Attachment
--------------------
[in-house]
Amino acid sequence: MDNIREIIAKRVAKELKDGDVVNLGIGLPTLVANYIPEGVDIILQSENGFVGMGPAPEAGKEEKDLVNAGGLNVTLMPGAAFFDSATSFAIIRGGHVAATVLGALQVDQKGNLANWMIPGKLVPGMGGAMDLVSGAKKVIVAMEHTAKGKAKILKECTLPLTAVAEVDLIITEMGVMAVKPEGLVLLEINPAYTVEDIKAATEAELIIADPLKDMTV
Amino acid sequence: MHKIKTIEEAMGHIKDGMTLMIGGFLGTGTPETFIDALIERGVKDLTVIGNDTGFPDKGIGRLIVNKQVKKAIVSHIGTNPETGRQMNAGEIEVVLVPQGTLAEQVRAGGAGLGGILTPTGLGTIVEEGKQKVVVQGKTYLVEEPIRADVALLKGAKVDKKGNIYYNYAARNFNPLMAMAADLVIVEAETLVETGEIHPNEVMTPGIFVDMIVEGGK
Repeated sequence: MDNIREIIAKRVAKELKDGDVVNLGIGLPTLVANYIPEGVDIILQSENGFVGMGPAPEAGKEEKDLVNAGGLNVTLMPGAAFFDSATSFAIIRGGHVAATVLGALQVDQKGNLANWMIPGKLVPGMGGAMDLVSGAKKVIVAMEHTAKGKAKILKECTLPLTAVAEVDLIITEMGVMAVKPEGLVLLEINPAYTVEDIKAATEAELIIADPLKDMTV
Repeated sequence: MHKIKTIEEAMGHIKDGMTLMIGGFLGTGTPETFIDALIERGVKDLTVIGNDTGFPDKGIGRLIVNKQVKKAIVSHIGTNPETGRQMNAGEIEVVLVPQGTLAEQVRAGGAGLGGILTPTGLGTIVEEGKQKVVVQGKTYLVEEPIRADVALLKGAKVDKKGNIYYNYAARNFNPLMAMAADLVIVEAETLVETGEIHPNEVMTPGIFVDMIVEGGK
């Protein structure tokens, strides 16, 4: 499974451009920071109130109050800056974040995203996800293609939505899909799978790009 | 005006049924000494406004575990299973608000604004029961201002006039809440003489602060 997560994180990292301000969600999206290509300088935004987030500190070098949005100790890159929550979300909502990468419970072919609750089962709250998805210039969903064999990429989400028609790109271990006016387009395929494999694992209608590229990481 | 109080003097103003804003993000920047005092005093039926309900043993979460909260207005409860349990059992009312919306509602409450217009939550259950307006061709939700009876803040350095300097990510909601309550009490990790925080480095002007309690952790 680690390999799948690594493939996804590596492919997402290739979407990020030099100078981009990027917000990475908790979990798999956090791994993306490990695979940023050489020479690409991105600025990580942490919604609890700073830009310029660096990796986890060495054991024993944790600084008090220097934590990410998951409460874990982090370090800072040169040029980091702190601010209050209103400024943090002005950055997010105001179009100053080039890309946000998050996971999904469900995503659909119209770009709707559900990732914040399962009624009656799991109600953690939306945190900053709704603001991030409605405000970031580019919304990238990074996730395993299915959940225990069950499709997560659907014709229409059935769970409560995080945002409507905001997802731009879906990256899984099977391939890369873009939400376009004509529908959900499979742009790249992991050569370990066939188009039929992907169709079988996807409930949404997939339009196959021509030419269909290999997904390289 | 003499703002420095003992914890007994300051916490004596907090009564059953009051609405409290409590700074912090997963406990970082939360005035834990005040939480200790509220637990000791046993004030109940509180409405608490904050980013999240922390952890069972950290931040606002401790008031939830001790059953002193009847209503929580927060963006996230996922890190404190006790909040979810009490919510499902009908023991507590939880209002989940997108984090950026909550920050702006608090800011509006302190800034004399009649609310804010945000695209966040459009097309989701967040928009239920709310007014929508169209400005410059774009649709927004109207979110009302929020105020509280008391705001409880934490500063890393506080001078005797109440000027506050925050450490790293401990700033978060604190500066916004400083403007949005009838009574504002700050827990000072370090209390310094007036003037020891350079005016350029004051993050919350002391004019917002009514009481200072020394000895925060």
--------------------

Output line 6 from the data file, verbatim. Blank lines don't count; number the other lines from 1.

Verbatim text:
């Protein structure tokens, strides 16, 4: 499974451009920071109130109050800056974040995203996800293609939505899909799978790009 | 005006049924000494406004575990299973608000604004029961201002006039809440003489602060 997560994180990292301000969600999206290509300088935004987030500190070098949005100790890159929550979300909502990468419970072919609750089962709250998805210039969903064999990429989400028609790109271990006016387009395929494999694992209608590229990481 | 109080003097103003804003993000920047005092005093039926309900043993979460909260207005409860349990059992009312919306509602409450217009939550259950307006061709939700009876803040350095300097990510909601309550009490990790925080480095002007309690952790 680690390999799948690594493939996804590596492919997402290739979407990020030099100078981009990027917000990475908790979990798999956090791994993306490990695979940023050489020479690409991105600025990580942490919604609890700073830009310029660096990796986890060495054991024993944790600084008090220097934590990410998951409460874990982090370090800072040169040029980091702190601010209050209103400024943090002005950055997010105001179009100053080039890309946000998050996971999904469900995503659909119209770009709707559900990732914040399962009624009656799991109600953690939306945190900053709704603001991030409605405000970031580019919304990238990074996730395993299915959940225990069950499709997560659907014709229409059935769970409560995080945002409507905001997802731009879906990256899984099977391939890369873009939400376009004509529908959900499979742009790249992991050569370990066939188009039929992907169709079988996807409930949404997939339009196959021509030419269909290999997904390289 | 003499703002420095003992914890007994300051916490004596907090009564059953009051609405409290409590700074912090997963406990970082939360005035834990005040939480200790509220637990000791046993004030109940509180409405608490904050980013999240922390952890069972950290931040606002401790008031939830001790059953002193009847209503929580927060963006996230996922890190404190006790909040979810009490919510499902009908023991507590939880209002989940997108984090950026909550920050702006608090800011509006302190800034004399009649609310804010945000695209966040459009097309989701967040928009239920709310007014929508169209400005410059774009649709927004109207979110009302929020105020509280008391705001409880934490500063890393506080001078005797109440000027506050925050450490790293401990700033978060604190500066916004400083403007949005009838009574504002700050827990000072370090209390310094007036003037020891350079005016350029004051993050919350002391004019917002009514009481200072020394000895925060």